"During the period July 1973 — July 1974, the problems associated with single applicants with minor children were highlighted. Even though enlistees had made arrangements for the care of the children prior to their enlistment, these arrangements, many times, were temporary and did not relieve them from the care of the children. Consequently, soldiers were arriving at their first duty stations not prepared to provide the proper care and supervision of the children and perform their military duties. This situation created morale problems within the units."
AR-602-210 was based on military needs and the experience of permitting single parents of minors to enlist. The qualifications for entry into the armed forces is a matter for Congress to determine. Congress had delegated by statute the implementation of this control to the Secretary of the Army (10 U.S.C. (§§ 505(a) and 510(b)). See Brown v. Glines, 444 U.S. 348, 100 S.Ct. 594, 62 L.Ed.2d 540. The composition of the armed forces is a matter for Congress and the military. Gilligan v. Morgan, 413 U.S. 1, 93 S.Ct. 2440, 37 L.Ed.2d 407.
Appellant Lindenau claims that the regulation penalized her for exercising her freedom to choose in matters of marriage and family life. This is the claim asserted in West v. Brown, which the Fifth Circuit found to be tenuous, and we agree. The regulation, in light of the uncontroverted affidavit of Major General Williams, "does not affirmatively curtail marriage or child bearing," West v. Brown, 558 F.2d, at 760, but instead insures that National Guard personnel can rapidly respond to national defense requirements and fulfill their duties within the military community.
Appellant's last constitutional claim is that the regulation discriminates against women because it adversely affects more women than men. It is not disputed that AR-601-210 is facially neutral. In Washington v. Davis, 426 U.S. 229, 242, 96 S.Ct. 2040, 2048, 48 L.Ed.2d 597, the Supreme Court stated, "we have not held that a law, neutral on its face and serving ends otherwise within the power of government to pursue, is invalid under the Equal Protection Clause simply because it may affect a greater proportion of one race [or sex] than of another." More recently in Personnel Administrator of Massachusetts v. Feeney, 442 U.S. 256, 99 S.Ct. 2282, 60 L.Ed.2d 870, the Supreme Court found a Massachusetts statute to be constitutional which gives veterans an absolute lifetime preference in public employment opportunities, even though it has a greater disproportionate negative effect on women. Over 98% of veterans were men at the time the litigation commenced, which of course had a "severe" impact on the public employment opportunities of women.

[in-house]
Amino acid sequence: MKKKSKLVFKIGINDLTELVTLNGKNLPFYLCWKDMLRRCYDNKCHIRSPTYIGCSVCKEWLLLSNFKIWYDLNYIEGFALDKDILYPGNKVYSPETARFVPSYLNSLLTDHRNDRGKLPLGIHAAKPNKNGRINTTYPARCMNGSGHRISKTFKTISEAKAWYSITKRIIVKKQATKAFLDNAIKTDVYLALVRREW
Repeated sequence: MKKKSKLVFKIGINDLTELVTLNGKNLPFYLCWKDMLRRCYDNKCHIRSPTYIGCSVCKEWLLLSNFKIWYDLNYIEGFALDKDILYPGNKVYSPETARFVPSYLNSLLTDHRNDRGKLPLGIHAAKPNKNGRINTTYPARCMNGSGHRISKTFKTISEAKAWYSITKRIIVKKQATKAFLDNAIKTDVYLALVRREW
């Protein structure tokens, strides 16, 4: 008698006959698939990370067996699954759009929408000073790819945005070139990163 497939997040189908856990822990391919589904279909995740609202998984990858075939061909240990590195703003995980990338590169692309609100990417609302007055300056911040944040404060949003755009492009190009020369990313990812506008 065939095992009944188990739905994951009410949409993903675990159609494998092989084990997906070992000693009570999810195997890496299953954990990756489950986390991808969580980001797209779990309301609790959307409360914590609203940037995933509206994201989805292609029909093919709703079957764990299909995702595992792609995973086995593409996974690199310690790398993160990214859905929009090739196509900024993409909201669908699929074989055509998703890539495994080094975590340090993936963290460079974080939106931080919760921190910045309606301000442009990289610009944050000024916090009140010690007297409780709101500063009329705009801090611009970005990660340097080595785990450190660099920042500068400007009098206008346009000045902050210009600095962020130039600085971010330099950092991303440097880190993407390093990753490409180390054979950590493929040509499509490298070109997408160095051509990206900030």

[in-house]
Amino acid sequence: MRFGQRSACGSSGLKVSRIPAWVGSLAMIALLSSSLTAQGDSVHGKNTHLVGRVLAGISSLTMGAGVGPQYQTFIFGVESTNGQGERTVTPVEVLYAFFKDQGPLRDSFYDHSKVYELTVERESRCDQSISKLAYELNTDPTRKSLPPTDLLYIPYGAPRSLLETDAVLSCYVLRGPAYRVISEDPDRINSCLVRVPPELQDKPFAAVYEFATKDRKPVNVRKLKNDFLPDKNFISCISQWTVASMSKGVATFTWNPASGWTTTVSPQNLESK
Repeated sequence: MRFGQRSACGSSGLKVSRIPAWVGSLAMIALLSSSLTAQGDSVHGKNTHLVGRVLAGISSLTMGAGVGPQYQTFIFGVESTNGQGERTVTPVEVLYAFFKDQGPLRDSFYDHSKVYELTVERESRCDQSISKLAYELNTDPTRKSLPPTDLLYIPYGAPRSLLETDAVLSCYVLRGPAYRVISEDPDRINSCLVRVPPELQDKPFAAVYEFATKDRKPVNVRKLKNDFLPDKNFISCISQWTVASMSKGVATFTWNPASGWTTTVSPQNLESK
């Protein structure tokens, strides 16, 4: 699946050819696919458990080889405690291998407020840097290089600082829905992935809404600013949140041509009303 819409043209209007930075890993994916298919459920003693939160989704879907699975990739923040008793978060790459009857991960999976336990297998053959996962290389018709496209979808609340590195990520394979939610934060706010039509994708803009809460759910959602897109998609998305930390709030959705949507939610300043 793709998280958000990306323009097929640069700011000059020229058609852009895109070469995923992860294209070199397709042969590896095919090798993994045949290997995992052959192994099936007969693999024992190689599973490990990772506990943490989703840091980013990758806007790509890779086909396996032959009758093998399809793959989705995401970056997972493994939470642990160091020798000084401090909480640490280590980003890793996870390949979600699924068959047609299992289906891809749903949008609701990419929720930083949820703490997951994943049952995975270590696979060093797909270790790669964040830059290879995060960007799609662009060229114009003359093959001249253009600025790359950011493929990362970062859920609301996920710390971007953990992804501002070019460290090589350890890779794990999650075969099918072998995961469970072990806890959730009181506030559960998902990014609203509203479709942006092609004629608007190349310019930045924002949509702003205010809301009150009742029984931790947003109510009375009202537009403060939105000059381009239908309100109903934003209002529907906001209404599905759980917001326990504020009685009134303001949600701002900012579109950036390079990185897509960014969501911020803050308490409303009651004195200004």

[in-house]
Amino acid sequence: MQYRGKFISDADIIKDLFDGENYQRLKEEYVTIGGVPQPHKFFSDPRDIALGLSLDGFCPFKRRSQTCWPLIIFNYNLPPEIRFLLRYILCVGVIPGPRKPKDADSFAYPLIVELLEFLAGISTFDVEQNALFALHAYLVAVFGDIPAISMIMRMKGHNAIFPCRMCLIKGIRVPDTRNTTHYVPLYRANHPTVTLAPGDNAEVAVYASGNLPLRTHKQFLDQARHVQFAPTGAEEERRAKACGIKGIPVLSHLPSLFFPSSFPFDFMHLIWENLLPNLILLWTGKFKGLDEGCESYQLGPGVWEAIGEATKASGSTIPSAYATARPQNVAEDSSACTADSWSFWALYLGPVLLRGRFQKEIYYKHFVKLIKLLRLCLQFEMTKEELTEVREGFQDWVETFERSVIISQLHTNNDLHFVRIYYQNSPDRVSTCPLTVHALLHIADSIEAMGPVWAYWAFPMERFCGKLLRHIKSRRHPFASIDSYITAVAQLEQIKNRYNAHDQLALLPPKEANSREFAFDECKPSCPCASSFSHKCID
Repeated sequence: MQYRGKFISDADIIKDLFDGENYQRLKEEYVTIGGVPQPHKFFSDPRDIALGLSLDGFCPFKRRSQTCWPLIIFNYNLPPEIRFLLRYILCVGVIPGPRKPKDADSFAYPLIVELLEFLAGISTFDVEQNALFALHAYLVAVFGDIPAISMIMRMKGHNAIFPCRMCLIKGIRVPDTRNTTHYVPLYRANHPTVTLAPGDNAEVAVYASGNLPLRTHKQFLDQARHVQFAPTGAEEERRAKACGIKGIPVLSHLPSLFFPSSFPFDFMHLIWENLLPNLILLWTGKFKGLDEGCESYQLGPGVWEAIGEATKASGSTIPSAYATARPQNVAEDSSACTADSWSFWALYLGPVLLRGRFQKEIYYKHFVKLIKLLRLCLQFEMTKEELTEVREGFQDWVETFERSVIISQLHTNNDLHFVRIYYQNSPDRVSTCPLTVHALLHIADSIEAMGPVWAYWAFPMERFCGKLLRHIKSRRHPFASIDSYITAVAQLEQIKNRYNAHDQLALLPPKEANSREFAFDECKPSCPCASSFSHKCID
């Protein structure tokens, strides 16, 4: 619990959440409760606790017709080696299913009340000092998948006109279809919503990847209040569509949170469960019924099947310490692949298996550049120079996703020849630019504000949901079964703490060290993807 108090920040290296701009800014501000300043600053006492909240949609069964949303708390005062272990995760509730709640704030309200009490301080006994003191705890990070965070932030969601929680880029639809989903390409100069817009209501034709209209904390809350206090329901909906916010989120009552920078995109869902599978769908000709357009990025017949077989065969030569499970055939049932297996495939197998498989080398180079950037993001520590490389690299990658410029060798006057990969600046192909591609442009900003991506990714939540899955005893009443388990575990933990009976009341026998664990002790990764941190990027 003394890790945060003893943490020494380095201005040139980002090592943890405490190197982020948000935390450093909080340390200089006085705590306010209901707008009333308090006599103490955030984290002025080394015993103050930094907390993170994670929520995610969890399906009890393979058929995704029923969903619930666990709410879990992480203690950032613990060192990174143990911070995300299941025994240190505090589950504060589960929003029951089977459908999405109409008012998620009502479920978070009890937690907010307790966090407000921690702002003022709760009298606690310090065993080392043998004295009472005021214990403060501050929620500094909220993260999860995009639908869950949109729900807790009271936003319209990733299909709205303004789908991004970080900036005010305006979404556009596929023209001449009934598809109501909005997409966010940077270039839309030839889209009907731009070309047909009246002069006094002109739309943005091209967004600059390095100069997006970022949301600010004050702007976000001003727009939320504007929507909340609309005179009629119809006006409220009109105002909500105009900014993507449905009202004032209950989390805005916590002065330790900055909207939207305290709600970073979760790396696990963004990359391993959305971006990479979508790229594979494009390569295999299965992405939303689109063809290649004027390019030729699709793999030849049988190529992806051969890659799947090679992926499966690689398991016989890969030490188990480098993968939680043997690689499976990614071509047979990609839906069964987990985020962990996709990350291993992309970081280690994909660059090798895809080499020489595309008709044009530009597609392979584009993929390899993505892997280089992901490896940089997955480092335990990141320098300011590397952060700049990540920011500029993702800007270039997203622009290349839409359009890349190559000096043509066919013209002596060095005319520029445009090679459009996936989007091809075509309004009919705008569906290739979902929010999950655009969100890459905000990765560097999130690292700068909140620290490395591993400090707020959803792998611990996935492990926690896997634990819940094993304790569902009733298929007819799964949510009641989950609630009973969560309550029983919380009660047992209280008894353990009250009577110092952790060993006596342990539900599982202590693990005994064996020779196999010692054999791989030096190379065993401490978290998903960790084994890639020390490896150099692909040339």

"When a statute gender-neutral on its face is challenged on the ground that its effects upon women are disproportionably adverse, a twofold inquiry is thus appropriate. The first question is whether the statutory classification is indeed neutral in the sense that it is not gender based. If the classification itself, covert or overt, is not based upon gender, the second question is whether the adverse effect reflects invidious gender-based discrimination. See Arlington Heights v. Metropolitan Housing Dev. Corp. [, 429 U.S. 252, 97 S.Ct. 555, 50 L.Ed.2d 450]. In this second inquiry, impact provides an `important starting point,' 429 U.S., at 266 [ 97 S.Ct. at 563], but purposeful discrimination is `the condition that offends the Constitution.' Swann v. Charlotte-Mecklenburg Board of Education, 402 U.S. 1, 16 [ 91 S.Ct. 1267, 1276, 28 L.Ed.2d 554]."
"implies more than intent as volition or intent as awareness of consequences. See United Jewish Organizations v. Carey, 430 U.S. 144, 179 [ 97 S.Ct. 996, 1016, 51 L.Ed.2d 229] (concurring opinion). It implies that the decisionmaker, in this case a state legislature, selected or reaffirmed a particular course of action at least in part `because of' not merely `in spite of,' its adverse effects upon an identifiable group."